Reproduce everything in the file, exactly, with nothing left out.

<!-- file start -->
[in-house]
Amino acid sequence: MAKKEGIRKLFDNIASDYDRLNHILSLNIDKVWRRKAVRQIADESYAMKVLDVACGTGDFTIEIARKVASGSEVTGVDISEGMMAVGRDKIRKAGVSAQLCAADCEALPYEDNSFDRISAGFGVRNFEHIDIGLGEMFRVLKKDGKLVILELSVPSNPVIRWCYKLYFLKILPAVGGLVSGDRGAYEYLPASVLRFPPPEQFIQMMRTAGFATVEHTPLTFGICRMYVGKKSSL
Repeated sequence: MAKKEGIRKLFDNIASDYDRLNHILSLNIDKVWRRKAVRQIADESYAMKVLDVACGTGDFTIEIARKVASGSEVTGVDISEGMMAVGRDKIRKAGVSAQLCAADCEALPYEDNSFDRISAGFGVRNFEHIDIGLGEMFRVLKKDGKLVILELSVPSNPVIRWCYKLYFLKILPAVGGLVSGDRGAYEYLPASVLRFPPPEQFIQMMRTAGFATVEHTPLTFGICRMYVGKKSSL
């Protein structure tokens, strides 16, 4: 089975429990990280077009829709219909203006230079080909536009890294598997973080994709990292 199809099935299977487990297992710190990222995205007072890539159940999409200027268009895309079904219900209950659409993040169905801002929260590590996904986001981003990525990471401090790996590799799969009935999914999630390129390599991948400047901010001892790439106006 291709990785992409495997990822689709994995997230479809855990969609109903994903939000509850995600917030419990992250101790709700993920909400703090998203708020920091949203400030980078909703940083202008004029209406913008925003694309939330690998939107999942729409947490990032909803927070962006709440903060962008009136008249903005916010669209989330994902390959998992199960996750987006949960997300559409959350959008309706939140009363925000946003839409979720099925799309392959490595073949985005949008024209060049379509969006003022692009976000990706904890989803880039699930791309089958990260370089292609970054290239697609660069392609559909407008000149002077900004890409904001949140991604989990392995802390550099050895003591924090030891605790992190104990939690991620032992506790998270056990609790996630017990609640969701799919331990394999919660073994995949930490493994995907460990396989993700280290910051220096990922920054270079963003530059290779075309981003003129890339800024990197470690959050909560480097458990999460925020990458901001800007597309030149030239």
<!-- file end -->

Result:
[in-house]
Amino acid sequence: MAKKEGIRKLFDNIASDYDRLNHILSLNIDKVWRRKAVRQIADESYAMKVLDVACGTGDFTIEIARKVASGSEVTGVDISEGMMAVGRDKIRKAGVSAQLCAADCEALPYEDNSFDRISAGFGVRNFEHIDIGLGEMFRVLKKDGKLVILELSVPSNPVIRWCYKLYFLKILPAVGGLVSGDRGAYEYLPASVLRFPPPEQFIQMMRTAGFATVEHTPLTFGICRMYVGKKSSL
Repeated sequence: MAKKEGIRKLFDNIASDYDRLNHILSLNIDKVWRRKAVRQIADESYAMKVLDVACGTGDFTIEIARKVASGSEVTGVDISEGMMAVGRDKIRKAGVSAQLCAADCEALPYEDNSFDRISAGFGVRNFEHIDIGLGEMFRVLKKDGKLVILELSVPSNPVIRWCYKLYFLKILPAVGGLVSGDRGAYEYLPASVLRFPPPEQFIQMMRTAGFATVEHTPLTFGICRMYVGKKSSL
């Protein structure tokens, strides 16, 4: 089975429990990280077009829709219909203006230079080909536009890294598997973080994709990292 199809099935299977487990297992710190990222995205007072890539159940999409200027268009895309079904219900209950659409993040169905801002929260590590996904986001981003990525990471401090790996590799799969009935999914999630390129390599991948400047901010001892790439106006 291709990785992409495997990822689709994995997230479809855990969609109903994903939000509850995600917030419990992250101790709700993920909400703090998203708020920091949203400030980078909703940083202008004029209406913008925003694309939330690998939107999942729409947490990032909803927070962006709440903060962008009136008249903005916010669209989330994902390959998992199960996750987006949960997300559409959350959008309706939140009363925000946003839409979720099925799309392959490595073949985005949008024209060049379509969006003022692009976000990706904890989803880039699930791309089958990260370089292609970054290239697609660069392609559909407008000149002077900004890409904001949140991604989990392995802390550099050895003591924090030891605790992190104990939690991620032992506790998270056990609790996630017990609640969701799919331990394999919660073994995949930490493994995907460990396989993700280290910051220096990922920054270079963003530059290779075309981003003129890339800024990197470690959050909560480097458990999460925020990458901001800007597309030149030239």